NCPERS Looks To Dismantle Public Pensions

Don’t Dismantle Public Pensions Because They Aren’t 100 Percent Funded

So argues the National Conference of Public Employee Retirement Systems (NCPERS) in a new paper that actually does advocate for the dismantling of the current defined benefit funding system.

Their points:

We have addressed the issue of whether taxpayers can afford public pensions in our earlier research, which shows that public pensions impose little or no burden on taxpayers. If anything, we have demonstrated that public pensions are revenue-neutral or revenue-positive. (page 1)

The reason these defined benefit systems impose relatively little burden is that the real cost of benefits are not being deposited – hence the deteriorating funding levels.

Then NCPERS comes to the crux of their argument.

As long as pension plans’ contributions and investment income exceed their annual benefit obligations, the plans can be sustained in perpetuity. (page 11)

Very true. You could have no assets in a plan (Puerto Rico, Social Security, New Jersey JRS in 2021) and still pay retirees. But you need to get the money from somewhere and it will not be from the retirees (unless you start taxing their benefits) or trust earnings (when assets hit $0). So what these public pension systems turn into are transfer mechanisms dependent on each succeeding generation keeping an increasing onerous promise to a prior generation that never did anything for it, pension-wise. Prefunding mitigates the likelihood of reneging on these obligations and that is exactly what NCPERS is arguing against.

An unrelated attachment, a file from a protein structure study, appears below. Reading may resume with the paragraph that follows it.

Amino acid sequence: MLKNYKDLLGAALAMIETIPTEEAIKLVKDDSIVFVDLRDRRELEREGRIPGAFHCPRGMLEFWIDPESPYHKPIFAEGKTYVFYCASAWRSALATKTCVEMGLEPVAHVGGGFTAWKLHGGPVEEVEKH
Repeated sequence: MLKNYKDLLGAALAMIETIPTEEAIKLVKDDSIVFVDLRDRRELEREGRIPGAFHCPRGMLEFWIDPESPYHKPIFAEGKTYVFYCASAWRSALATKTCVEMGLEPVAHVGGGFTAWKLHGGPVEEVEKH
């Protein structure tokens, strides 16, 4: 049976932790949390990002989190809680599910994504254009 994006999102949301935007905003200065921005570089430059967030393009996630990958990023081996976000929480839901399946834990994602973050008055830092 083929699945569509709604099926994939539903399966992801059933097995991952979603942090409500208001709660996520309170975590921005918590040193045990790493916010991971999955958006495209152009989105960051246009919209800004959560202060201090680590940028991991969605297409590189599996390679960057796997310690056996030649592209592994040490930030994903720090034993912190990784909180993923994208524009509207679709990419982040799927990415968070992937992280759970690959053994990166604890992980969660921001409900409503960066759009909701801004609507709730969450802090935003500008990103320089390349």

21 responses to this post.

  1. Posted by NJ2AZ on November 20, 2017 at 3:40 pm

    Am I wrong, or are they basically arguing that pensions having always been paid is evidence that pensions can always be paid despite the major structural headwinds on the horizon (which they seem to completely ignore) ?

    Reply

    • Posted by NJ2AZ on November 20, 2017 at 3:48 pm

      “We have addressed the issue of whether taxpayers can afford public pensions in
      our earlier research which shows that public pensions impose little or no burden on taxpayers”

      yeah, until the fund balances are $0 and you get into pay-go territory. I think the taxpayers might notice then….

      Reply

  2. Posted by Brian Grinnell on November 20, 2017 at 3:52 pm

    Well put. That NCPERS paper is a travesty. They are arguing that “pay-as-you-go” is sufficient to ‘guarantee’ the systems will be able to follow through on their promises. That is true only if there is no limit on what the systems can extract from their funding sources – as you pointed out, that is the taxpayers and the beneficiaries. I don’t know what the limit on their willingness to fund is, or should be, but I’m sure it is not limitless.

    A promise only has value to the extent that those making the promise have the intent and the ability to fulfill their commitments.

    Reply

    • Posted by NJ2AZ on November 20, 2017 at 4:29 pm

      thank you. My initial reaction to this paper was that is was so absurd, i felt i had to be missing something. Now i’m just afraid and sad that people might actually believe this drivel… 😥

      Reply

  3. Posted by Tough Love on November 20, 2017 at 4:29 pm

    Mr. Bury, Excellent post.